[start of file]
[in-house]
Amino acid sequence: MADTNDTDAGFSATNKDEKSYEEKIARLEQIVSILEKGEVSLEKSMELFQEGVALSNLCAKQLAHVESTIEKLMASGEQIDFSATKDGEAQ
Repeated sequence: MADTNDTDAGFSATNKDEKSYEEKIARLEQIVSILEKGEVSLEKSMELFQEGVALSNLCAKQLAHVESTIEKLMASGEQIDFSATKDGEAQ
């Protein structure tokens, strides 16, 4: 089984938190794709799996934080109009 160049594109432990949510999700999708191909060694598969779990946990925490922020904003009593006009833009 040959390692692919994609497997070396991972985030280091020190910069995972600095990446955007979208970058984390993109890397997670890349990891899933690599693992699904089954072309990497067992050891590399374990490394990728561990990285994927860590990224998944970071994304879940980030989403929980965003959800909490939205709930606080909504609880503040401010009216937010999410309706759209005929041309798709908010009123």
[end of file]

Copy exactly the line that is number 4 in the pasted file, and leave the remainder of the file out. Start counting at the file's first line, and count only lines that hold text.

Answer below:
């Protein structure tokens, strides 16, 4: 089984938190794709799996934080109009 160049594109432990949510999700999708191909060694598969779990946990925490922020904003009593006009833009 040959390692692919994609497997070396991972985030280091020190910069995972600095990446955007979208970058984390993109890397997670890349990891899933690599693992699904089954072309990497067992050891590399374990490394990728561990990285994927860590990224998944970071994304879940980030989403929980965003959800909490939205709930606080909504609880503040401010009216937010999410309706759209005929041309798709908010009123």